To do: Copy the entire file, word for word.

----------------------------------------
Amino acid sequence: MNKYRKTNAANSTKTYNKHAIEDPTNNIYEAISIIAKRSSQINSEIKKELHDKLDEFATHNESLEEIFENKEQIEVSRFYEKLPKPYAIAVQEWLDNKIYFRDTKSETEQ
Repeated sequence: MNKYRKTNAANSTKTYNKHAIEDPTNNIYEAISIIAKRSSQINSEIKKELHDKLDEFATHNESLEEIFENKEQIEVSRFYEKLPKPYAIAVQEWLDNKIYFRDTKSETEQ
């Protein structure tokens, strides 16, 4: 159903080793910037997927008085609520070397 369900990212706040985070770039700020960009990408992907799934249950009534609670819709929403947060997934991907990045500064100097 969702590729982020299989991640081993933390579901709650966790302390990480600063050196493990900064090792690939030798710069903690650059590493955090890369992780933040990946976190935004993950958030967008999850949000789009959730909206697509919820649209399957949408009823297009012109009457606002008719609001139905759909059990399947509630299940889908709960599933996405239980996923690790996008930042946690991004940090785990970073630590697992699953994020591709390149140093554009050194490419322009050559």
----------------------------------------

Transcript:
Amino acid sequence: MNKYRKTNAANSTKTYNKHAIEDPTNNIYEAISIIAKRSSQINSEIKKELHDKLDEFATHNESLEEIFENKEQIEVSRFYEKLPKPYAIAVQEWLDNKIYFRDTKSETEQ
Repeated sequence: MNKYRKTNAANSTKTYNKHAIEDPTNNIYEAISIIAKRSSQINSEIKKELHDKLDEFATHNESLEEIFENKEQIEVSRFYEKLPKPYAIAVQEWLDNKIYFRDTKSETEQ
């Protein structure tokens, strides 16, 4: 159903080793910037997927008085609520070397 369900990212706040985070770039700020960009990408992907799934249950009534609670819709929403947060997934991907990045500064100097 969702590729982020299989991640081993933390579901709650966790302390990480600063050196493990900064090792690939030798710069903690650059590493955090890369992780933040990946976190935004993950958030967008999850949000789009959730909206697509919820649209399957949408009823297009012109009457606002008719609001139905759909059990399947509630299940889908709960599933996405239980996923690790996008930042946690991004940090785990970073630590697992699953994020591709390149140093554009050194490419322009050559």